A resource group in Azure is a container in which the metadata for a logical group of resources is stored. It provides a useful midway point between the subscription level and the resources themselves for administration and cost management, and for applying role-based access controls.
When organizations operate in the Azure Cloud, a hierarchy exists for managing resources. At the top of the hierarchy is the root management account. Then - depending on the size of the organization - there may be multiple management groups (i.e. one for IT, one for HR, one for Finance, etc.) and, within each management group, “subscriptions” to separate the administration and costs of group functions or - for example - to separate the administration and costs of production and non-production environments.
A resource group in Azure is the next level down the hierarchy. At this level, administrators create logical groups of resources (i.e. VMs, storage volumes, IP addresses, network interfaces, etc.) by assigning them to an Azure resource group. The resource group collects metadata from each individual resource to facilitate more granular management than at the subscription level. This not only has advantages for administration and cost management, but also for applying role-based access controls.
How Azure Resource Groups Benefit Administration and Cost Management
Using Azure resource groups has the benefit of enabling users to deploy resources using infrastructure as a code via Resource Manager templates. This eliminates the complexities of orchestrating deployments because the template lets you state what you intend to deploy without having to write the sequence of programming commands to create it, and then Resource Manager orchestrates the deployment of interdependent resources so they are created in the correct order.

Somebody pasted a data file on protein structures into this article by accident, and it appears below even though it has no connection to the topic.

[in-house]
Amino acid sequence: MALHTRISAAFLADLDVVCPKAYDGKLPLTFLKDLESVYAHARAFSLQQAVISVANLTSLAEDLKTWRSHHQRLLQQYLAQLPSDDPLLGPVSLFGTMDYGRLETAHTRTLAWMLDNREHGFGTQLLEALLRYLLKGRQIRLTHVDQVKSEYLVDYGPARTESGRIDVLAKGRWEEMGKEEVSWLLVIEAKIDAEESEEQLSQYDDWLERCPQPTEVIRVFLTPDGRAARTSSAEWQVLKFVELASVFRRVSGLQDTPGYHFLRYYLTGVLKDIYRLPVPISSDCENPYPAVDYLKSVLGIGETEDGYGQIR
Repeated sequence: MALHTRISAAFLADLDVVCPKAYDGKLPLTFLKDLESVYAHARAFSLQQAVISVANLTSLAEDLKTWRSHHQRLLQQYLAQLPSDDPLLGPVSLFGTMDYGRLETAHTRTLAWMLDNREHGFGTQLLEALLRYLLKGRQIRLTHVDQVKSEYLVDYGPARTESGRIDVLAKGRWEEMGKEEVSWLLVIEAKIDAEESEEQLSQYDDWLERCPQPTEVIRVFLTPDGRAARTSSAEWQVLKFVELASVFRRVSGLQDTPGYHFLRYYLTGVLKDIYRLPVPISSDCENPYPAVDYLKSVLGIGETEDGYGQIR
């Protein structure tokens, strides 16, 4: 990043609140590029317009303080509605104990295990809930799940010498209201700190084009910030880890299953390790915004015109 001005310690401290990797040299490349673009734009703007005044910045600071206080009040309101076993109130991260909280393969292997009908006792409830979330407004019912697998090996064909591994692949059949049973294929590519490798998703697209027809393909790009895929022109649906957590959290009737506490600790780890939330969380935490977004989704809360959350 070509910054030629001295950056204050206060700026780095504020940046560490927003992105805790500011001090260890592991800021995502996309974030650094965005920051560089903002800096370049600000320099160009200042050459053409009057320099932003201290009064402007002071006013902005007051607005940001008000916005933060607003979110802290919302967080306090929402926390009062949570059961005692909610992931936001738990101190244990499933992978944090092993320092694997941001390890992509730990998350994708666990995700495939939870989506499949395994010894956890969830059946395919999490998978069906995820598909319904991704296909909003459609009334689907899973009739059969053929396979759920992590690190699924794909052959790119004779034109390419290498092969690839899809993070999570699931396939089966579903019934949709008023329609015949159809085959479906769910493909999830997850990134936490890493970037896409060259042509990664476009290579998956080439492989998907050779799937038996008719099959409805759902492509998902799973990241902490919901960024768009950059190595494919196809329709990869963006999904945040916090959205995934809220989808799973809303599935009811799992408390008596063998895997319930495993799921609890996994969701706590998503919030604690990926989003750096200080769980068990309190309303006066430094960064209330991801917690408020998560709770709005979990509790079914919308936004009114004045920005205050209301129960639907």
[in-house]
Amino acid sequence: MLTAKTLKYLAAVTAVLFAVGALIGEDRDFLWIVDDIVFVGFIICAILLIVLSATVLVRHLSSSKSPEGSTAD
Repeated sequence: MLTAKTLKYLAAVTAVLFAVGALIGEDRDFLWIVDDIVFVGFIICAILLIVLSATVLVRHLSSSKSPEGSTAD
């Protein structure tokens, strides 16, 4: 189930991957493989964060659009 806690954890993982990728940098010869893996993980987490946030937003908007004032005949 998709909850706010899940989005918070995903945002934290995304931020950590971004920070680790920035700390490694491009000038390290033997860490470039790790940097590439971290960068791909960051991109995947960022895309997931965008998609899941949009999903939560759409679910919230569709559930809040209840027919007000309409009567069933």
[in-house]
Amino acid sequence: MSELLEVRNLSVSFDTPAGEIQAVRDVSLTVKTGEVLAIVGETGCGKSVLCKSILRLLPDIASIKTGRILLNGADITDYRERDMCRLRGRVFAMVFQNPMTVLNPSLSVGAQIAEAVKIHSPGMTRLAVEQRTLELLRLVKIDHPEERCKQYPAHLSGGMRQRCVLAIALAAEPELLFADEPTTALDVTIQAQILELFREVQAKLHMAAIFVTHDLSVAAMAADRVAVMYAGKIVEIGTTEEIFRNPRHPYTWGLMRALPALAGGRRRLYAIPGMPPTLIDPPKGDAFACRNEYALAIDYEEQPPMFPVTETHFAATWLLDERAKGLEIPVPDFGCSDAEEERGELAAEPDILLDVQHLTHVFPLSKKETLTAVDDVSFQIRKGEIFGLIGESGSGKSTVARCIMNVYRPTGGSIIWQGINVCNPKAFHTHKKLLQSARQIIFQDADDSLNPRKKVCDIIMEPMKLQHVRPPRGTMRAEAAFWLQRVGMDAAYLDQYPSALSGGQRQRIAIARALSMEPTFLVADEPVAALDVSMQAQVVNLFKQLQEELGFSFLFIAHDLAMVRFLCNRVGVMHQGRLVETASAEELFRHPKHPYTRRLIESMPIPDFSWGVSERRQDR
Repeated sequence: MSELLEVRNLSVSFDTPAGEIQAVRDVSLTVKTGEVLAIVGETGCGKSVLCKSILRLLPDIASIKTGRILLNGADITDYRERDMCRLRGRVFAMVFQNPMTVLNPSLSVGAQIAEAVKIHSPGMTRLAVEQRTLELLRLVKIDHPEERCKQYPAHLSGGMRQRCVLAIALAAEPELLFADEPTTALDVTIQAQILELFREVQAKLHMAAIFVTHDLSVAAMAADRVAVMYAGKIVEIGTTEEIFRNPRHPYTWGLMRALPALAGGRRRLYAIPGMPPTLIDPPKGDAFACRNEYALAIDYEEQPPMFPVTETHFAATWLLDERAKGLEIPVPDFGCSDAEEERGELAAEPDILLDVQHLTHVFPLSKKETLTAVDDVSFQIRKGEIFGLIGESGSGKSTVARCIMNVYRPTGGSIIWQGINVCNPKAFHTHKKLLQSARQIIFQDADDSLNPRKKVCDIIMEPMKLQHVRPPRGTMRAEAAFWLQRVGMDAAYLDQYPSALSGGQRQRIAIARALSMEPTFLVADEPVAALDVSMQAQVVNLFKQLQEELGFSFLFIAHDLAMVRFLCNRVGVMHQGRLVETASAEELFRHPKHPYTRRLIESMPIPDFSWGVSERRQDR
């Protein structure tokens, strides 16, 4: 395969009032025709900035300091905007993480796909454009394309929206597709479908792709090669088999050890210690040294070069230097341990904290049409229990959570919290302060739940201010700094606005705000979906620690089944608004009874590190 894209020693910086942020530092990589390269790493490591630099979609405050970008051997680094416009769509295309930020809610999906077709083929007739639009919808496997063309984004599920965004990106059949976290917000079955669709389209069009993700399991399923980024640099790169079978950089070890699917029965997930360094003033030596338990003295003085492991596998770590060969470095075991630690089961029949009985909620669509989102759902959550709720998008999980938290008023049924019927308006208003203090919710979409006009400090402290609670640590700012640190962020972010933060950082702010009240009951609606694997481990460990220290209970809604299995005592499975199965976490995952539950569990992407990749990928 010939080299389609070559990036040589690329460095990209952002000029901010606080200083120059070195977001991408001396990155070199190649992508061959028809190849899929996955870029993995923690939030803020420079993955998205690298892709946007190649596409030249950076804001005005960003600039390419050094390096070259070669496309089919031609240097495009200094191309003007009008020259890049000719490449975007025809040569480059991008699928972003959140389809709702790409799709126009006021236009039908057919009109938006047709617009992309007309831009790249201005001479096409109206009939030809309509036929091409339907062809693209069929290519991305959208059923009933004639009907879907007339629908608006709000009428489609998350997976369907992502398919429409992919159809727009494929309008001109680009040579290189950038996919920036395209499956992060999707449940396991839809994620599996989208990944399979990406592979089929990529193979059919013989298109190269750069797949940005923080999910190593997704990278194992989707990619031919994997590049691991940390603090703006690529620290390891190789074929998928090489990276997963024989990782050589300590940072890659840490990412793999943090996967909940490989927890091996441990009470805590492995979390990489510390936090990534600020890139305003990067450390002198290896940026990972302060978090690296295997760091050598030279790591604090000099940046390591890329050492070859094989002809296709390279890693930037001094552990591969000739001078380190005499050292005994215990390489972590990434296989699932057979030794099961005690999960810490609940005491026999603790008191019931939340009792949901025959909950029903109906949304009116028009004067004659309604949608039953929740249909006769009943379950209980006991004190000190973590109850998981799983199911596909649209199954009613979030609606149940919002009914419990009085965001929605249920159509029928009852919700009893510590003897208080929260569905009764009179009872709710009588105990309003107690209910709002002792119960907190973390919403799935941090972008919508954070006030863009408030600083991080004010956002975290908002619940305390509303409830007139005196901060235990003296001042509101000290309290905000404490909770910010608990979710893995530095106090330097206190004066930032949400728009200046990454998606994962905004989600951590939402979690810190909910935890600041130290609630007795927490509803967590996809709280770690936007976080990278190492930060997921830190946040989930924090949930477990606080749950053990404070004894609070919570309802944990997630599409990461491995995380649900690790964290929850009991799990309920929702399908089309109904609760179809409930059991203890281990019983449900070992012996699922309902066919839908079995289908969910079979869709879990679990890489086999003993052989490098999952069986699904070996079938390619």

With regards to cost management, it is possible to assign a cost allocation tag to the resource group, and the costs of running the resources within the whole group will be accounted for together for cost management purposes. One further benefit of Azure resource groups for cost management is that when resources are no longer required, you simply delete the group as one. This eliminates any possibility of orphaned “zombie” resources left running - and running up costs.
Applying Role-Based Access Controls to a Resource Group in Azure
Applying role-based access controls (RBACs) to a resource group in Azure helps organizations adhere to the principle of least privilege. Users, processes, applications, and devices can be given the minimum permissions required at the resource group level, rather than at the management group or subscription levels. This cloud security best practice limits what resources users, processes, applications, and devices can access, so they only have access to the resources they need to perform authorized tasks.
Administrator RBACs can still be applied further up the hierarchy, giving administrators access to all resource groups and the resources within each group. Similarly, governance policies relating to cost, performance, or security can be applied at any level of the hierarchal structure depending on the scope of the policy. For example, a policy relating to encryption key management might be applied at the management group level, whereas a start/stop scheduling policy would be applied at resource group level.